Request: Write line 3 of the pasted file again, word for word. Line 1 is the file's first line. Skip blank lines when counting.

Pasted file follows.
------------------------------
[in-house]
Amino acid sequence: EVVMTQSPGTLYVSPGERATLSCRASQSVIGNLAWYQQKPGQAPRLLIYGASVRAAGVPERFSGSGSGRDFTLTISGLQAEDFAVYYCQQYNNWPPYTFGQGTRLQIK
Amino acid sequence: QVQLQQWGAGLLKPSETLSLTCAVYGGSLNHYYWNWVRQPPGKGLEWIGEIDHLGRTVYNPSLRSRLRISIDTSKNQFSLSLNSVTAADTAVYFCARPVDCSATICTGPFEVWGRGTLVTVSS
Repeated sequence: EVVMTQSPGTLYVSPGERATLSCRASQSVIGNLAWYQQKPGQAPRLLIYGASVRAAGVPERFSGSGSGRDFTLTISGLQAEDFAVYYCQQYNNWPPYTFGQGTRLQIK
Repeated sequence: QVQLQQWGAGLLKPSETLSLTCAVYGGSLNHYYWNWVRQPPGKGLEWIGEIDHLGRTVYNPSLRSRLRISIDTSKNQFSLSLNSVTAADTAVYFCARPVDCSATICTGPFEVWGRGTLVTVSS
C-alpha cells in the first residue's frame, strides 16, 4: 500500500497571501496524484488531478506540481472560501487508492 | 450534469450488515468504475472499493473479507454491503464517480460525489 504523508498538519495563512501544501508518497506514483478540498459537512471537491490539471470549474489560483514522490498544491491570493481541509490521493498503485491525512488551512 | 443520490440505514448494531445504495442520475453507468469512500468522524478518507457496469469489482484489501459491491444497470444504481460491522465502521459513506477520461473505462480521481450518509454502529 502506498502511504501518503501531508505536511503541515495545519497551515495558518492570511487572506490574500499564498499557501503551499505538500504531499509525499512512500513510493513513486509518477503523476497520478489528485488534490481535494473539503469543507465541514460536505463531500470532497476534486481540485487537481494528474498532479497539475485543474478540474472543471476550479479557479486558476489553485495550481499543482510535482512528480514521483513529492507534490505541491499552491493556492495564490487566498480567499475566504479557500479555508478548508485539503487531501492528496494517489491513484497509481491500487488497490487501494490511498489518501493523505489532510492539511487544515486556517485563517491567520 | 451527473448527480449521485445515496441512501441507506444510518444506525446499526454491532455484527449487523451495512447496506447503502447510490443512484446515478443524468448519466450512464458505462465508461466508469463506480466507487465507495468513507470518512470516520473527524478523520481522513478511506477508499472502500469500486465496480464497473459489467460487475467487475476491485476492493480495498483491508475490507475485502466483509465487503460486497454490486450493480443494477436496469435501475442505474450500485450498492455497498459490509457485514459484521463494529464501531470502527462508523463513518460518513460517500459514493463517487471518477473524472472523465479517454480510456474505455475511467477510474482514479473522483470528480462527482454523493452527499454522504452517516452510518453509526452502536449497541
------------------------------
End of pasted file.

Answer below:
Amino acid sequence: QVQLQQWGAGLLKPSETLSLTCAVYGGSLNHYYWNWVRQPPGKGLEWIGEIDHLGRTVYNPSLRSRLRISIDTSKNQFSLSLNSVTAADTAVYFCARPVDCSATICTGPFEVWGRGTLVTVSS